crime on candid camera

Observe undisturbed human interaction
Social scientists rarely get to observe undisturbed human interaction “in the raw”. Most of what we know about human behaviour is based on retrospective and subjective accounts. However, recently with the advent of advanced recording technologies like high quality CCTV, real-world observations of undisturbed human behaviour have become accessible to social scientists.
Course levelMaster/PhD
Recommended course combinationBlock 2: Crime in Numbers: From Correlation to Causation
Block 3: Crime and Location: Spatial Analysis and Mapping
Create a 4- or 6-week criminology programme with the track discount (see information below)
Block 1
8 to 22 July 2017
Co-ordinating lecturer    Dr. Marie Rosenkrantz Lindegaard
Other lecturersDr. Lidewyde Berckmoes
Form(s) of tuitionInteractive seminar, fieldwork, computer training
Form(s) of assessment    Short research paper, presentation
ECTS    3
Contact hours45
Tuition fee€1000
Track discount
Additional discount of € 100 per course, on top of combination discounts. Enter in online application form: EU Criminology Summer Programme 17

Students of Criminology, Sociology, Anthropology, Psychology, Behavioural Ecology and Conflict Studies. If you have doubts about your eligibility for the course, please let us know. Students who are in their final year of bachelors studies or have obtained a full bachelors degree are able to register for this course. Our courses are multi-disciplinary and therefore are open to students with a wide variety of backgrounds.
Social scientists rarely get to observe undisturbed human interaction “in the raw”. Most of what we know about human behaviour is based on retrospective and subjective accounts. Particularly studies of illegal or socially undesirable activities such as violent and criminal behaviour, suffer from this way of measuring because we know that these accounts are biased. However, recently with the advent of advanced recording technologies like high quality CCTV, real-world observations of undisturbed human behaviour have become accessible to social scientists. This method has the potential to revolutionize behavioural science by revealing how we act when we think no-one is watching.
 
On this course you compare that method, and the data it produces, with insights from traditional forms of observation. In particular, you focus on behavior in criminal events under the auspices of expert lecturers from the Netherlands Institute for the Study of Crime and Law Enforcement (NSCR). What makes an argument escalate into violence? What role do bystanders play? How do people respond to heated discussions in public space? What scenarios make robberies successful or unsuccessful? In addition to lectures on the theoretical underpinnings of interactional approaches to violence and crime, there is plenty of lab and field work. Your practical test bed is the city of Amsterdam, where you gather real observational data to answer a specific research question. You undertake the entire research cycle, from formulating a problem and hypothesis to collecting data, analysing it in an interactional framework and, finally, presenting your findings.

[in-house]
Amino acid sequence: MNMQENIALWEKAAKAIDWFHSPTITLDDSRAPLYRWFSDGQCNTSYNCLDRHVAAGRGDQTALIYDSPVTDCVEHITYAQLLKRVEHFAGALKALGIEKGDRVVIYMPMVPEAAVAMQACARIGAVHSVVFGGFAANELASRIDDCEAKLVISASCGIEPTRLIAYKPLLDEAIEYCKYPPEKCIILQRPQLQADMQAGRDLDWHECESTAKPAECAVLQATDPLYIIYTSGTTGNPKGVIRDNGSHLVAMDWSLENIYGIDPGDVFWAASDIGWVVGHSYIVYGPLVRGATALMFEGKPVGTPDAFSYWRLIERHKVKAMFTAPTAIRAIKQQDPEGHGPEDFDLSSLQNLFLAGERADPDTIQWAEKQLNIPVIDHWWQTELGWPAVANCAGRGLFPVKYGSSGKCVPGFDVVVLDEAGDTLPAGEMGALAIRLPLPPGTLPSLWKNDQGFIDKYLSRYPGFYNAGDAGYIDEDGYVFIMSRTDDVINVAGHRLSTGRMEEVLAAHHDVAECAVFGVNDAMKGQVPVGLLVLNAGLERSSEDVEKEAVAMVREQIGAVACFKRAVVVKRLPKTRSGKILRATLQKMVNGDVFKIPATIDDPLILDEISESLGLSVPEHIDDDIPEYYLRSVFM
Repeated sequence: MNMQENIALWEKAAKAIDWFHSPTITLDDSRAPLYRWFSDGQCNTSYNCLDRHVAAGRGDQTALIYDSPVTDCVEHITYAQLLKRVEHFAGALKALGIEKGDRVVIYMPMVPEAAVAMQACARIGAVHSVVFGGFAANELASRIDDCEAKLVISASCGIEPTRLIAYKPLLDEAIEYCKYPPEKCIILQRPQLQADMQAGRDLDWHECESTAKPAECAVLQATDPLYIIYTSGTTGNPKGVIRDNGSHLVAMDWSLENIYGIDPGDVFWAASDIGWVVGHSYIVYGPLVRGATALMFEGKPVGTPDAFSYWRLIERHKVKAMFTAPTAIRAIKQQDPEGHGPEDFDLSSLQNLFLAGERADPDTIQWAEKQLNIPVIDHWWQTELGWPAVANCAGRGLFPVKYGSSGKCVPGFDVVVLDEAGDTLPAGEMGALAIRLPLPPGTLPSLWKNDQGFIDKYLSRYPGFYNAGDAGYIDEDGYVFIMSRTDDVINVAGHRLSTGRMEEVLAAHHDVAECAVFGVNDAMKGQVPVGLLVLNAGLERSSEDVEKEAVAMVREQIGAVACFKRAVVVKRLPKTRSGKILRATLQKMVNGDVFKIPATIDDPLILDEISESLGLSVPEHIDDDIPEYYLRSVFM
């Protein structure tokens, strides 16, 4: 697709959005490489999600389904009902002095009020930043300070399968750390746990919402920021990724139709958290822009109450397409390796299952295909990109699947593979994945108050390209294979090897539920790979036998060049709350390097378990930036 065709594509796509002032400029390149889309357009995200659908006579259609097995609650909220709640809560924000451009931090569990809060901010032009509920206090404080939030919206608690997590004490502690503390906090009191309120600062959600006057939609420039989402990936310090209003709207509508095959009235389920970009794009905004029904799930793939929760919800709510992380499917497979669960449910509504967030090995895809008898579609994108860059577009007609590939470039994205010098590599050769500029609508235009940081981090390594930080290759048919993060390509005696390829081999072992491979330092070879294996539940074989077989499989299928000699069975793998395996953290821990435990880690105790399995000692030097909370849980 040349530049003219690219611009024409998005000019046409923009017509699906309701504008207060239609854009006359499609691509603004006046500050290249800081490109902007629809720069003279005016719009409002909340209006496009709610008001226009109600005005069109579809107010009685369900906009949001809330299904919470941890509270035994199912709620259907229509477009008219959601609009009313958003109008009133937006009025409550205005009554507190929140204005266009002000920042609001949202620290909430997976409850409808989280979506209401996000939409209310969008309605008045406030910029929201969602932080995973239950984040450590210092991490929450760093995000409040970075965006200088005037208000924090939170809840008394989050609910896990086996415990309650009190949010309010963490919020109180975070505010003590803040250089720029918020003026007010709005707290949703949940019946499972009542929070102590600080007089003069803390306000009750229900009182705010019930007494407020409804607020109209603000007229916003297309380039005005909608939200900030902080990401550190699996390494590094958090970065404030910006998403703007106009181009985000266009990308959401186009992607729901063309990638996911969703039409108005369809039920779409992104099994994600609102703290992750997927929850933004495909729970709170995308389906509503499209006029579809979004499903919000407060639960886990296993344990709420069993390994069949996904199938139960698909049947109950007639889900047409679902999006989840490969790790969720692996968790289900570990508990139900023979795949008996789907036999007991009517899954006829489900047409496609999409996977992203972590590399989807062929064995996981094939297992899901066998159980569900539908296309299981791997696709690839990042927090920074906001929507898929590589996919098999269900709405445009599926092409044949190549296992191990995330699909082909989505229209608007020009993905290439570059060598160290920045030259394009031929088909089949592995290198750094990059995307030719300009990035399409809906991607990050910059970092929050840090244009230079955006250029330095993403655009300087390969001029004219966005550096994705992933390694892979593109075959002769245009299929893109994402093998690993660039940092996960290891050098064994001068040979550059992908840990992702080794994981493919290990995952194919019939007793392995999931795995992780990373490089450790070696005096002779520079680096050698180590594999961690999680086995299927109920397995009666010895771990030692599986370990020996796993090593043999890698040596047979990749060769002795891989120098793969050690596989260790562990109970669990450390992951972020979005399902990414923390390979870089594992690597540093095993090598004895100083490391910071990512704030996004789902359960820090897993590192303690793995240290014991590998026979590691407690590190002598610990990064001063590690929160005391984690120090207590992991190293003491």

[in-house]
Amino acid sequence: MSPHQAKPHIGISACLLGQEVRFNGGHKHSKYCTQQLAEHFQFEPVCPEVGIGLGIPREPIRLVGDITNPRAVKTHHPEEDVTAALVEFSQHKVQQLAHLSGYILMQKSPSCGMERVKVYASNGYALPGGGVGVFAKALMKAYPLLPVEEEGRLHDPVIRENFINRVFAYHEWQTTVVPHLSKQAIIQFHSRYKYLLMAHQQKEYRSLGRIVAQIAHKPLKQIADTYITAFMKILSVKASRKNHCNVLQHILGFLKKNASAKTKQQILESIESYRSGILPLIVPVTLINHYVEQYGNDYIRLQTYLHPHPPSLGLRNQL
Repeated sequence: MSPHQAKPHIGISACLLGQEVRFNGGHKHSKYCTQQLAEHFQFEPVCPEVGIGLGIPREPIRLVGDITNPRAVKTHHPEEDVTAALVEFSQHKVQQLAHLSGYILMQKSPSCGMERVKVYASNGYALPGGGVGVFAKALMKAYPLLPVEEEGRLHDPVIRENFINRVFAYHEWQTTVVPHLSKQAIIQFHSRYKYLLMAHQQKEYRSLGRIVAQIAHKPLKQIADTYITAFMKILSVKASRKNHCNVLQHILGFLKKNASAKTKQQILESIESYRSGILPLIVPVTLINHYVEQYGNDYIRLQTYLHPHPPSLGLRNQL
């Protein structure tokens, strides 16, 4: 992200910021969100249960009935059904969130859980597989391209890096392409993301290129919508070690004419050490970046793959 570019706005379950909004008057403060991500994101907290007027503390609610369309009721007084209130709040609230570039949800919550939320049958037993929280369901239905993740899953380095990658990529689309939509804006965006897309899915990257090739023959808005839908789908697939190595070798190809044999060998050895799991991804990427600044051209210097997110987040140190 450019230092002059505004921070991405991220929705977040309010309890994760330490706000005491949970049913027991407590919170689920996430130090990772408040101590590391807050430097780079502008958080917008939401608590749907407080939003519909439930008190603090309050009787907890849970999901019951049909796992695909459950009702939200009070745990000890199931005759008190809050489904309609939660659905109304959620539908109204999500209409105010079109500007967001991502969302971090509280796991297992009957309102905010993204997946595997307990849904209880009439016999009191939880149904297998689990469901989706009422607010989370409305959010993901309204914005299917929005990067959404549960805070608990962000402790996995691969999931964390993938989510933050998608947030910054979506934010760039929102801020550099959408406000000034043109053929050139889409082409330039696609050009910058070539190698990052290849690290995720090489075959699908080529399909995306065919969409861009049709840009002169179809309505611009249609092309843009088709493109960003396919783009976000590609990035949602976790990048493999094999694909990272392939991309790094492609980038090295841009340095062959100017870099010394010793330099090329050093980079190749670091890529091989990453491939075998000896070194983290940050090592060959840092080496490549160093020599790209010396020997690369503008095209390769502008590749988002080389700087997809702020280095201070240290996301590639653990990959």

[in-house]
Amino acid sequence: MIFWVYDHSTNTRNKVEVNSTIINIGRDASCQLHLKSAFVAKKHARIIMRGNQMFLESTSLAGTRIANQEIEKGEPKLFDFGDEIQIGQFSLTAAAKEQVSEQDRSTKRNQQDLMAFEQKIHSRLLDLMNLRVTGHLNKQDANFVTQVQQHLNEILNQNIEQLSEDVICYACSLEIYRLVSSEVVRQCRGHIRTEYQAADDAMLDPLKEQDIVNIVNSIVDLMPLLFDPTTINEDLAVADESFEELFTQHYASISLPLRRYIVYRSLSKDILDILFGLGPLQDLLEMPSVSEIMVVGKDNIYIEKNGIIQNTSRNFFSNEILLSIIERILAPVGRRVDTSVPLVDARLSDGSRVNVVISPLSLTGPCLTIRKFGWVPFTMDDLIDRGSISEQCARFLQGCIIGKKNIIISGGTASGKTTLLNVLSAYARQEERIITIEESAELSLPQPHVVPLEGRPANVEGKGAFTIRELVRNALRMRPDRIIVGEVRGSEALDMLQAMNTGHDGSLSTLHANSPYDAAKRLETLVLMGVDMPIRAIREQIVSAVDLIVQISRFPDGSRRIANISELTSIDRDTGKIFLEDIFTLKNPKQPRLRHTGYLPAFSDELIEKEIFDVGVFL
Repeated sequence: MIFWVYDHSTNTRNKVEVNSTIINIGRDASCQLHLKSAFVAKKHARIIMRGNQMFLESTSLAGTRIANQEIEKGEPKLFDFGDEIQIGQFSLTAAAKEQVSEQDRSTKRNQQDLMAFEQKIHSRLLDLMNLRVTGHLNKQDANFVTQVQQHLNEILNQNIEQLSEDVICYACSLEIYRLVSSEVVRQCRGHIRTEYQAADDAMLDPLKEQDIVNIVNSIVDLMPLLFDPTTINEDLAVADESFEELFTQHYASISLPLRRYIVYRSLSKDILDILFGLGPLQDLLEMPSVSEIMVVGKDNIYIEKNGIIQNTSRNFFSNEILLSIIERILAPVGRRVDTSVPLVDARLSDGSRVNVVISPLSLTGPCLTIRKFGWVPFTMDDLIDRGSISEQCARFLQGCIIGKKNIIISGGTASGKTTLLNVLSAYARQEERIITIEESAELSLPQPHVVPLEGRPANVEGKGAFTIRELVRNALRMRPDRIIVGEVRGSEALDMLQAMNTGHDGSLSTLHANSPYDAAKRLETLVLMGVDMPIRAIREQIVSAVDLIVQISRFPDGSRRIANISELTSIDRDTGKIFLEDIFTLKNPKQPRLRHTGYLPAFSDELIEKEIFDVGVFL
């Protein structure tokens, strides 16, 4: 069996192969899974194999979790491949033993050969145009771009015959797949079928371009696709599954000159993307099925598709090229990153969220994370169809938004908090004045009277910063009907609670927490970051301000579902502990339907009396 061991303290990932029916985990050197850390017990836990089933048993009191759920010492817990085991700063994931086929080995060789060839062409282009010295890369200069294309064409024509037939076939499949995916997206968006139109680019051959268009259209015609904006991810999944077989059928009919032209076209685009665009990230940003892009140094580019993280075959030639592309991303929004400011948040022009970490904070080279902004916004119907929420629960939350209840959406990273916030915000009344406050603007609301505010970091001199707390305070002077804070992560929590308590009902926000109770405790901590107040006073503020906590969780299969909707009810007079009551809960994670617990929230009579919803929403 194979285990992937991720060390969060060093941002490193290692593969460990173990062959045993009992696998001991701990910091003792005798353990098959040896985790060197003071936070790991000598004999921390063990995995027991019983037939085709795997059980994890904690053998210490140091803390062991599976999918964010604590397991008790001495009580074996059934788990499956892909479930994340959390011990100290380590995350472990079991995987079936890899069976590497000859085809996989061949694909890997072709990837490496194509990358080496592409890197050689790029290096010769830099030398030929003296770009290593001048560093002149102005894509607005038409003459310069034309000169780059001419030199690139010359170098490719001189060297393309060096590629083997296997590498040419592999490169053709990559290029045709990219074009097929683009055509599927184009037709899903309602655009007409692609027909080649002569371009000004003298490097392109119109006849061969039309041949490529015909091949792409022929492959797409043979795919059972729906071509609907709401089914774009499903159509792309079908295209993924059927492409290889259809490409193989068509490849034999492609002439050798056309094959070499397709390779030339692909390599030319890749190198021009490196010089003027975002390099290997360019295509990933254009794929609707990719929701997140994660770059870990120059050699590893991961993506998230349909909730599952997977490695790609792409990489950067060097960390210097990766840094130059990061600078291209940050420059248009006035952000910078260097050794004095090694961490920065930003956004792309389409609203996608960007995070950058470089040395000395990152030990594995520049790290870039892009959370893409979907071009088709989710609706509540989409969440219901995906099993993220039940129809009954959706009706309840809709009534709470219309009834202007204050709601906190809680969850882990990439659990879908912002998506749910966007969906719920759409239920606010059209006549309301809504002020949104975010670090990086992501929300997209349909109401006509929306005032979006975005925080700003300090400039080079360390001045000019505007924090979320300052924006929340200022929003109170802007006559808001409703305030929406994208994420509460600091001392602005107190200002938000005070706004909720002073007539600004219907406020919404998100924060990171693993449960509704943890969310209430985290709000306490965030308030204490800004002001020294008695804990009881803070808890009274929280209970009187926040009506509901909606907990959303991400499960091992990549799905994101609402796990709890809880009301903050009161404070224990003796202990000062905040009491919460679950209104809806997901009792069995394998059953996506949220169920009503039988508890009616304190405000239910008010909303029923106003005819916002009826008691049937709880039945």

• You will be able to formulate research questions and hypotheses regarding observations of behavior in criminal events.
• You will be able to collect observational data about criminal events, ranging from participant observations to CCTV footage.
• You will be able to reflect on the biases involved in sample selection for observational data.
• You will be able to develop coding schemes for the interpretation of observational data related to your research question.
• You will be familiar with the sources of software for the analysis of interactions in time and space.
• See website for more.

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